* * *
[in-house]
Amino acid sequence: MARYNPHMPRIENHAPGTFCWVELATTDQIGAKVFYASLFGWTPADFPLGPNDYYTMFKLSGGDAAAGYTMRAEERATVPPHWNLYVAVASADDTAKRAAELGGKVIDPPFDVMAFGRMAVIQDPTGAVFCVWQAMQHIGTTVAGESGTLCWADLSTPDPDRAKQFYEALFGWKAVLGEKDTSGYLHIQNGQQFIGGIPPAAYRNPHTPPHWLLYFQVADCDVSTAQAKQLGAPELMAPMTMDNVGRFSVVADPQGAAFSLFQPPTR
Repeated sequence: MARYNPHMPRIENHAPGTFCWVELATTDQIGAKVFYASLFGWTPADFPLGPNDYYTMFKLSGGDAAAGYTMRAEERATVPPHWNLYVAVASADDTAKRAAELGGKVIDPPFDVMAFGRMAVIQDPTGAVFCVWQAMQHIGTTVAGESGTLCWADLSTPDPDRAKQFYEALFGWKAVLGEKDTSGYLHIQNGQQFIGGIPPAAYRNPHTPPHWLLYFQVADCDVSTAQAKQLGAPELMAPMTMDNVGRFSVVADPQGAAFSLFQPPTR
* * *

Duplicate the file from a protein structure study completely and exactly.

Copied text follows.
[in-house]
Amino acid sequence: MARYNPHMPRIENHAPGTFCWVELATTDQIGAKVFYASLFGWTPADFPLGPNDYYTMFKLSGGDAAAGYTMRAEERATVPPHWNLYVAVASADDTAKRAAELGGKVIDPPFDVMAFGRMAVIQDPTGAVFCVWQAMQHIGTTVAGESGTLCWADLSTPDPDRAKQFYEALFGWKAVLGEKDTSGYLHIQNGQQFIGGIPPAAYRNPHTPPHWLLYFQVADCDVSTAQAKQLGAPELMAPMTMDNVGRFSVVADPQGAAFSLFQPPTR
Repeated sequence: MARYNPHMPRIENHAPGTFCWVELATTDQIGAKVFYASLFGWTPADFPLGPNDYYTMFKLSGGDAAAGYTMRAEERATVPPHWNLYVAVASADDTAKRAAELGGKVIDPPFDVMAFGRMAVIQDPTGAVFCVWQAMQHIGTTVAGESGTLCWADLSTPDPDRAKQFYEALFGWKAVLGEKDTSGYLHIQNGQQFIGGIPPAAYRNPHTPPHWLLYFQVADCDVSTAQAKQLGAPELMAPMTMDNVGRFSVVADPQGAAFSLFQPPTR